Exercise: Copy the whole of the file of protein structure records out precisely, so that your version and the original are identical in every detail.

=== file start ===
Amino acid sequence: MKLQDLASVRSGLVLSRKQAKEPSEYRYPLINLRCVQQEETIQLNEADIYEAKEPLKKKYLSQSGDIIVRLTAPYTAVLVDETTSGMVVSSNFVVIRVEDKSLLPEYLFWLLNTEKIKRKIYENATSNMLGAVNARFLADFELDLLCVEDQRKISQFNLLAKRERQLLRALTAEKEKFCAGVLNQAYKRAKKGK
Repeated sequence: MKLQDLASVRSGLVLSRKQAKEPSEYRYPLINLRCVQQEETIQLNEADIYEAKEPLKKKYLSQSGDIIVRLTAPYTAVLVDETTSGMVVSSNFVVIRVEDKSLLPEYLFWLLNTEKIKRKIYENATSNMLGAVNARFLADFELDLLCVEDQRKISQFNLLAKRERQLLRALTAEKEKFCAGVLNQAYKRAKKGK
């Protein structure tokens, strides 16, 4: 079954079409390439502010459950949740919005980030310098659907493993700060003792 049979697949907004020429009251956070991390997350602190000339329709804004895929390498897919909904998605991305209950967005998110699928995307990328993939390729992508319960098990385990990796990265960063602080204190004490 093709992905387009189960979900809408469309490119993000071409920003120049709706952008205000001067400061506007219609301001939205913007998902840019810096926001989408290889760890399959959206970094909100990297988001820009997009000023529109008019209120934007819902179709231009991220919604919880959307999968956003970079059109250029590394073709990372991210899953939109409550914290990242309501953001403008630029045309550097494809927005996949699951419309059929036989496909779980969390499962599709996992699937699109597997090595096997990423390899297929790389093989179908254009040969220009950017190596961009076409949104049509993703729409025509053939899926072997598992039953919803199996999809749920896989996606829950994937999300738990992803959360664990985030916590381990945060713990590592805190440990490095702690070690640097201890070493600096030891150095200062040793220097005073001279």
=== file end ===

Amino acid sequence: MKLQDLASVRSGLVLSRKQAKEPSEYRYPLINLRCVQQEETIQLNEADIYEAKEPLKKKYLSQSGDIIVRLTAPYTAVLVDETTSGMVVSSNFVVIRVEDKSLLPEYLFWLLNTEKIKRKIYENATSNMLGAVNARFLADFELDLLCVEDQRKISQFNLLAKRERQLLRALTAEKEKFCAGVLNQAYKRAKKGK
Repeated sequence: MKLQDLASVRSGLVLSRKQAKEPSEYRYPLINLRCVQQEETIQLNEADIYEAKEPLKKKYLSQSGDIIVRLTAPYTAVLVDETTSGMVVSSNFVVIRVEDKSLLPEYLFWLLNTEKIKRKIYENATSNMLGAVNARFLADFELDLLCVEDQRKISQFNLLAKRERQLLRALTAEKEKFCAGVLNQAYKRAKKGK
């Protein structure tokens, strides 16, 4: 079954079409390439502010459950949740919005980030310098659907493993700060003792 049979697949907004020429009251956070991390997350602190000339329709804004895929390498897919909904998605991305209950967005998110699928995307990328993939390729992508319960098990385990990796990265960063602080204190004490 093709992905387009189960979900809408469309490119993000071409920003120049709706952008205000001067400061506007219609301001939205913007998902840019810096926001989408290889760890399959959206970094909100990297988001820009997009000023529109008019209120934007819902179709231009991220919604919880959307999968956003970079059109250029590394073709990372991210899953939109409550914290990242309501953001403008630029045309550097494809927005996949699951419309059929036989496909779980969390499962599709996992699937699109597997090595096997990423390899297929790389093989179908254009040969220009950017190596961009076409949104049509993703729409025509053939899926072997598992039953919803199996999809749920896989996606829950994937999300738990992803959360664990985030916590381990945060713990590592805190440990490095702690070690640097201890070493600096030891150095200062040793220097005073001279």